Little Angel’s Sebbon Street studios become the Little
Angel Recycling Centre (LARC) for this immersive, promenade show. A quest story about a plastic water bottle (named Bertie) who wants to be recycled and become a kite is framed by the audience’s arrival at, and departure from, a very worthy sounding “educational tour of our recycling plant” with audience members busy sorting rubbish. Of course that’s a quasi-spoof and, directed by Samantha Lane, the central narrative is as magical as everything else Little Angel does – although there are some serious thoughts about the environment along the way.
Bertie starts as a bottle. Then he gets a face. After a bit he has legs and then once we’re into the central story he’s a fully fledged green puppet in a world where everything is made of junk. Emma Tompkins’s designs (on which she was assisted by four Little Angel trainees: Shaun Latif-Shaikh, Esther Potter, Paless Esuk and Deanna Mathers) are delightful – a turtle made of an old citrus squeezer and a glittery sock, jelly fish formed from plain supermarket carriers and, the piece de resistance, a huge rattly octopus made from an umbrella with tentacles of plastic glasses and bottles. So much imaginative use is made of rubbish in three different rooms, with everything deftly to hand for the two performers that this must be a challenging show to stage manage so congratulations to Josephine Tremelling for fine work.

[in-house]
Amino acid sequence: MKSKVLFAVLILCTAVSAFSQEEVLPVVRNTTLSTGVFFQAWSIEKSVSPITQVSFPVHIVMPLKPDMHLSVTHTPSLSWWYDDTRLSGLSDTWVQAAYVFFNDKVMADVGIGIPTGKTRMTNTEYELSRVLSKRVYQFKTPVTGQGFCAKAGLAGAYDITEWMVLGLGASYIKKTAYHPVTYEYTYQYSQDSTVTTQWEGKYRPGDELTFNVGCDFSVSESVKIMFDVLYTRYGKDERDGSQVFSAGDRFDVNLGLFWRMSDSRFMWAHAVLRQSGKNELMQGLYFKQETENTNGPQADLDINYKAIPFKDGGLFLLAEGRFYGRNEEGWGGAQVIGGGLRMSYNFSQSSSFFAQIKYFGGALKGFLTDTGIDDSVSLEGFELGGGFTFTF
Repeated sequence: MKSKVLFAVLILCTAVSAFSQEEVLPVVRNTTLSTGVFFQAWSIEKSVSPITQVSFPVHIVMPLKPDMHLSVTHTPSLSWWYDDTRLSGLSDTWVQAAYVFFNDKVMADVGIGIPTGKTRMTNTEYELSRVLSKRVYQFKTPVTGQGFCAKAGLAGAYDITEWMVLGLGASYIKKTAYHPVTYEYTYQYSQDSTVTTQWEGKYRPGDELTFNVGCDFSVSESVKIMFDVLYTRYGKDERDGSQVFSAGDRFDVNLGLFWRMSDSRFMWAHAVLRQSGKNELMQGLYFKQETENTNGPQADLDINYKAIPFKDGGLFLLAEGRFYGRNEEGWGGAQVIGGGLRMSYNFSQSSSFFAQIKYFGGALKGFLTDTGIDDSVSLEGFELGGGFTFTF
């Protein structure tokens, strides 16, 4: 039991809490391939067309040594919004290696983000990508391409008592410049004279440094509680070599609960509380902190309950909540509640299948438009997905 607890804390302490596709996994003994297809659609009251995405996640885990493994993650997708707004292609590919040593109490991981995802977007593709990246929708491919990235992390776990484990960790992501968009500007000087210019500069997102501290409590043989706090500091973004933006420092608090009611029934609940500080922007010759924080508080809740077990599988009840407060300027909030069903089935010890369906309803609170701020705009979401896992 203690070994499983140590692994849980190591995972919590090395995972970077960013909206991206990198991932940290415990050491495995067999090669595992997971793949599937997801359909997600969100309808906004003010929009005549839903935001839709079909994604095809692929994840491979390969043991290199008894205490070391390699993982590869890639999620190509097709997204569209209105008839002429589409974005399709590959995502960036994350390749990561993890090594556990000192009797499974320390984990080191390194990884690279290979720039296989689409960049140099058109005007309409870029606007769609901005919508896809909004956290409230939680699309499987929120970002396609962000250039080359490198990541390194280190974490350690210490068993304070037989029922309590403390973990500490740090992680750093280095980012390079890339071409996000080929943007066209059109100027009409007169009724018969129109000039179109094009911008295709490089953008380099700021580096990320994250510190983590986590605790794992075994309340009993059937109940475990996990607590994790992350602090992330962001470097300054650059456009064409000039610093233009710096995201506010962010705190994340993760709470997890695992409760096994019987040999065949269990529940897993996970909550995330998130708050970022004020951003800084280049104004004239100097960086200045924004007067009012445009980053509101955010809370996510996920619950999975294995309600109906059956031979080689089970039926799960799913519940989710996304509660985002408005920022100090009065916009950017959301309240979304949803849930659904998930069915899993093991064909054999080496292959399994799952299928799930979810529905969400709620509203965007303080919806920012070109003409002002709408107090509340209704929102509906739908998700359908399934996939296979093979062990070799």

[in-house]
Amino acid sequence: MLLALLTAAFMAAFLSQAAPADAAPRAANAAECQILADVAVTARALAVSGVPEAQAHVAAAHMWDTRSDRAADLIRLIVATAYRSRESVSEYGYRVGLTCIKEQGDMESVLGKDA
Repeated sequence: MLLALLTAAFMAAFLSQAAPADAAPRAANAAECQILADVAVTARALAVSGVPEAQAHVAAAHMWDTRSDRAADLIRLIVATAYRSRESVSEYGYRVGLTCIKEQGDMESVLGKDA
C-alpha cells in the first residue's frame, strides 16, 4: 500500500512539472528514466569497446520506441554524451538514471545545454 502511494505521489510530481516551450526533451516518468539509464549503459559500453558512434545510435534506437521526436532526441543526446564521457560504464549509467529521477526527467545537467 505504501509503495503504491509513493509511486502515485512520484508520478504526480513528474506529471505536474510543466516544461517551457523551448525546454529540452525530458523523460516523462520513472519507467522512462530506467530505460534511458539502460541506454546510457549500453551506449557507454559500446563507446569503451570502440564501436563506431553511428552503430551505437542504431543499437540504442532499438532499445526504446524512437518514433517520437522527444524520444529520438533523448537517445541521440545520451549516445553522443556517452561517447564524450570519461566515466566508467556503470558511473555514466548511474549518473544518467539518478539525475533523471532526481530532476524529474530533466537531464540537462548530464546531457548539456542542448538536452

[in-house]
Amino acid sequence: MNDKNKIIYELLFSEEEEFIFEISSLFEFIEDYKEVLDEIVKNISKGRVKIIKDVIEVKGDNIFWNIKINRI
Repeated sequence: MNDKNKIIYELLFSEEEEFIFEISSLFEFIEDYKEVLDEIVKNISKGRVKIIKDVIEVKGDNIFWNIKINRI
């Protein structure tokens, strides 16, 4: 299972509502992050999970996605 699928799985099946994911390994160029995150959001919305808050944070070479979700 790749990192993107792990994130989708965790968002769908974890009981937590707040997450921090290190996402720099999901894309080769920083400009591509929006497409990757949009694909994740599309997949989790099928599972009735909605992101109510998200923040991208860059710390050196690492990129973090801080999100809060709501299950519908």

Lori Hopkins as Scoop who tells Bertie’s story and plays Bertie is vibrant and energetic, taking most of the young audience with her most of the time just by skilled use of her eyes and colourful voice. Hopkins works on this show with one of three trainees who plays the recycling plant employee – the dour foil to her childlike liveliness – and various other parts during the main story.
I saw this show with a party of 29 children and seven adults from Malorees Junior School in Kilburn who enthusiastically provided storm noses, bottling plant sound effects and rousing shouts when invited to. The fidgety boy next to me kept saying things like “There’s someone at the back moving the legs” or “Let me have a look!” when a nearby girl was given a mini thunder machine to shake. He’s clearly a young man keener on sussing mechanics than imaginative suspension of disbelief – but theatre’s a broad church which can be engaged with and enjoyed at all sorts of levels.